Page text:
Trapper hats are used for wintery and cold weather. Peruvian Trapper hats, also known as 'chullo' (this will be used interchangeably) are unique and have gained mass popularity. Read our guide for more facts & information…
Peruvian Trapper hats are popular all around the world. In the rural Andes of Bolivia and Peru it is common to see men and women, especially children, wearing traditional chullos. It is suitable for the cold, highland climate of Andean Peru. These hats aren’t just something of recent. The native people of the Andes have worn it for hundreds of years, before the arrival of Columbus.
The popularity of chullos has spread outside of Peru, and it is worn especially by participants of winter sports. Hand knitted chullos from Peru are sold by street vendors in the U.S., Canada and Europe. It has become a popular fashion item. It’s also a common homemade hat, because it’s relatively simple to knit.
Typical Peruvian Trapper Hats
Chullos come in different colours and designs. Most Peruvian Trapper hats, especially the handmade ones, are relatively thinner and lighter than factory made ones with fur. The absence of fur gives it its light weight. Even without the fur it can still facilitate warmth.
A typical chullo has an adjustable rope hanging from the earflaps. This is used to tighten the hat firmly around the head. It is a useful feature for participants in outdoor sports like skiing and snowboarding where breeze could make performance a little difficult.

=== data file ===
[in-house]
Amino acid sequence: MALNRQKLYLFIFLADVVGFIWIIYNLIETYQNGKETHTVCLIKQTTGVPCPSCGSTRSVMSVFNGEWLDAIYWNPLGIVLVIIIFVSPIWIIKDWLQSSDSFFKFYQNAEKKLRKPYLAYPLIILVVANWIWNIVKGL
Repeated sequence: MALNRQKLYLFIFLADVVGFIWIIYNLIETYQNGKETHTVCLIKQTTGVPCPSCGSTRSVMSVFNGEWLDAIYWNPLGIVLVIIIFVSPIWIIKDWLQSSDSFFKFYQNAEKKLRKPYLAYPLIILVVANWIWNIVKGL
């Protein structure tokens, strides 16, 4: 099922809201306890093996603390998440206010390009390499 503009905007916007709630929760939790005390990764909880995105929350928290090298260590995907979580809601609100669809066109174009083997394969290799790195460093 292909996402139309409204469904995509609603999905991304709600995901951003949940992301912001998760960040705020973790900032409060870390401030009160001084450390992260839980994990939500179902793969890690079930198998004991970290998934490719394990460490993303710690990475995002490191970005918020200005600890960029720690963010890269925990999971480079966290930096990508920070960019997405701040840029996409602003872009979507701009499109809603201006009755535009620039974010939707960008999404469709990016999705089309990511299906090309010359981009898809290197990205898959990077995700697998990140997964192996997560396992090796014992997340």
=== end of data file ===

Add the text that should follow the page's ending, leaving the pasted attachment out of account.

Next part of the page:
There are many types of chullos, as artisans have their own preference and style. Some chullos have a relatively small crown that resembles a tuque. Many other chullos have long crowns. The crown may stay firmly, vertical on the head (like the crown of a top hat), or designed to extend out diagonally. It also depends on how one wears it.
Chullos may have traditional Peruvian designs and patterns. Chullos commonly have llama and wave pattern near the edge. Traditional Peruvian Trapper hats are usually bright and multi-coloured. This blends in with the colours of the traditional clothes (ponchos, monteras, etc.) of people living in the rural Andes of Peru. Solid coloured Peruvian trapper hats are also popular throughout the world, suitable for many occasions.
Earflaps are a beneficial feature in cold and windy conditions. A chullo’s earflap might be large, while others are small and provide less coverage. With a firm crown and tiny ear-flaps, it could resemble a cap. Some of these smaller, non-traditional chullos are suitable for sporting activities and warmer conditions. This style is usually mass-produced rather than handknitted with yarn. A typical chullo earflap is smaller than those of fur trapper hats.
Many trapper hats from Peru are made from wool, mainly alpaca fiber. This is because alpaca is widely reared in Peru. Other common materials are sheep, vicuna and llama wool. However, mass-produced trapper hats may have deluxe textiles, or it could be made from synthetic fabric.
To reinforce its protection against cold weather some chullos are lined with fleece. Another advantage of the fleece lining is to keep strands of fabric from falling out.
Many innovative artisans add other styles to their trapper hats. A Peruvian trapper hat may contain a little pom on top of the crown. Some may have a mohawk. Mass-produced chullos may have shock absorbant material. This is great for outdoor sports and activities.
Some Peruvian hats are crafted to resemble Santa hats. The hat is given an extended tail at the crown, and a pom-pom that hangs from it.